This work tried to identify the influence of dosing vaporized urea solution in a selective catalytic reduction (SCR) system. In the SCR method, optimising the urea evaporation and mixing properties can significantly improve the NOx conversion efficiency in the catalyst. It can
[...] Read more.
This work tried to identify the influence of dosing vaporized urea solution in a selective catalytic reduction (SCR) system. In the SCR method, optimising the urea evaporation and mixing properties can significantly improve the NOx conversion efficiency in the catalyst. It can also exert a positive effect on the uniformity of NH3 concentration distribution across the catalyst face. The concept of an electrically evaporated urea-dosing system was investigated and it was found that urea pre-heating prior to introduction into the exhaust gas is favourable for enhancing NOx removal under steady-state and transient engine operation. In the urea evaporating system the heating chamber was of a cylindrical tube shape and the urea vapour was introduced into the exhaust by means of a Venturi orifice. The concept urea dosing was only a custom-made solution, but proved to be superior to the regular dosing system operating in the liquid phase. Full article
(This article belongs to the Special Issue Selective Catalytic Reduction of NOx)
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Open AccessArticle Experimental Research of an Active Solution for Modeling In Situ Activating Selective Catalytic Reduction Catalyst
Catalysts 2017, 7(9), 258; doi:10.3390/catal7090258
Received: 21 July 2017 / Revised: 29 August 2017 / Accepted: 29 August 2017 / Published: 31 August 2017
PDF Full-text (2189 KB) | HTML Full-text | XML Full-text
Abstract
The effect of active solutions suitable for the in situ activation of selective catalytic reduction (SCR) catalysts was experimentally investigated using a designed in situ activation modeling device. To gain further insight, scanning electron microscopy (SEM), specific surface area analysis (BET), Fourier transform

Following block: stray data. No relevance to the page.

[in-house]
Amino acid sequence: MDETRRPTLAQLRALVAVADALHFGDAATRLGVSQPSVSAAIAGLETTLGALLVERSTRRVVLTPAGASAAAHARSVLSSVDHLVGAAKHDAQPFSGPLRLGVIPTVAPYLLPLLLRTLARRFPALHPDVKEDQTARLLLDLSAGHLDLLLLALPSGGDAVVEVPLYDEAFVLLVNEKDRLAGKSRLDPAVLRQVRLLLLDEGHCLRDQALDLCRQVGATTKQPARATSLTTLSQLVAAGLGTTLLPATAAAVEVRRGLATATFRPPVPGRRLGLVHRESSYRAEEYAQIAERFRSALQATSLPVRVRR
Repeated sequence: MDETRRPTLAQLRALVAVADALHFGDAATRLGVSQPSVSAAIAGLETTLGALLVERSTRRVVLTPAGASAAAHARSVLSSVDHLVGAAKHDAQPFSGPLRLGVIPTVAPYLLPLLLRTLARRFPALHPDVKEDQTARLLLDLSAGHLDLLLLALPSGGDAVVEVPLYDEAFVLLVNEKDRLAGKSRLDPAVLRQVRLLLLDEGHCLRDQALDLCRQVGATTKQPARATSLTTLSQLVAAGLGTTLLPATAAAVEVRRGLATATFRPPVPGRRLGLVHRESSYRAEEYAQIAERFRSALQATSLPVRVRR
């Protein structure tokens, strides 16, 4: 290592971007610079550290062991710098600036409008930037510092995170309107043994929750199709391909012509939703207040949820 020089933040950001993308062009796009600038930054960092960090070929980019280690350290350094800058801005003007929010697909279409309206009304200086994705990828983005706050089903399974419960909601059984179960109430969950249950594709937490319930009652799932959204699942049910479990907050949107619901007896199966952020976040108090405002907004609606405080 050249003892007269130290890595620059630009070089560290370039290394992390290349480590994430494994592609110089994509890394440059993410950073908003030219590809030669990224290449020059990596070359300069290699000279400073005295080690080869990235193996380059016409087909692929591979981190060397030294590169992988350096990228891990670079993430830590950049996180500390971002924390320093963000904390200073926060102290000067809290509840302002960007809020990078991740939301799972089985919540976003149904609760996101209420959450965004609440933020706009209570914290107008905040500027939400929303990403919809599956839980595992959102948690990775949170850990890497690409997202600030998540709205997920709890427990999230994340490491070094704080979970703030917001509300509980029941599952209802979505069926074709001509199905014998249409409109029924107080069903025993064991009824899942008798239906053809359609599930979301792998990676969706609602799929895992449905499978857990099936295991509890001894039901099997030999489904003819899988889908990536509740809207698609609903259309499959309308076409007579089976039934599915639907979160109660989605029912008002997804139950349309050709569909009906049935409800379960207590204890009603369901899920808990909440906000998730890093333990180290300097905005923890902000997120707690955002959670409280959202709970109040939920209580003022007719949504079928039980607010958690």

[...] Read more.
The effect of active solutions suitable for the in situ activation of selective catalytic reduction (SCR) catalysts was experimentally investigated using a designed in situ activation modeling device. To gain further insight, scanning electron microscopy (SEM), specific surface area analysis (BET), Fourier transform infrared spectroscopy (FT-IR), X-ray diffraction (XRD), and energy dispersive spectroscopy (EDS) analyses were used to investigate the effects of different reaction conditions on the characteristics of the deactivated catalysts. The activation effect of loading V2O5, WO3 and MoO3 on the surface of the deactivated catalysts was analyzed and the correlation to the denitrification activity was determined. The results demonstrate that the prepared activating solution of 1 wt % vanadium (V), 9 wt % tungsten (W), and 6 wt % molybdenum (Mo) has a beneficial effect on the deactivation of the catalyst. The activated catalyst resulted in a higher NO removal rate when compared to the deactivated catalyst. Furthermore, the NO removal rate of the activated catalyst reached a maximum of 32%. The activity of the SCR catalyst is closely linked to the concentration of the active ingredients. When added in optimum amounts, the active ingredients helped to restore the catalytic activity. In particular, the addition of active ingredients, the availability of labile surface oxygen, and the presence of small pores improved the denitrification efficiency. Based on these results, active solutions can effectively solve the problem of denitrification catalyst deactivation. These findings are a reference for the in-situ activation of the selective catalytic reduction of nitrogen oxides (SCR-DeNOx) catalyst. Full article
(This article belongs to the Special Issue Selective Catalytic Reduction of NOx)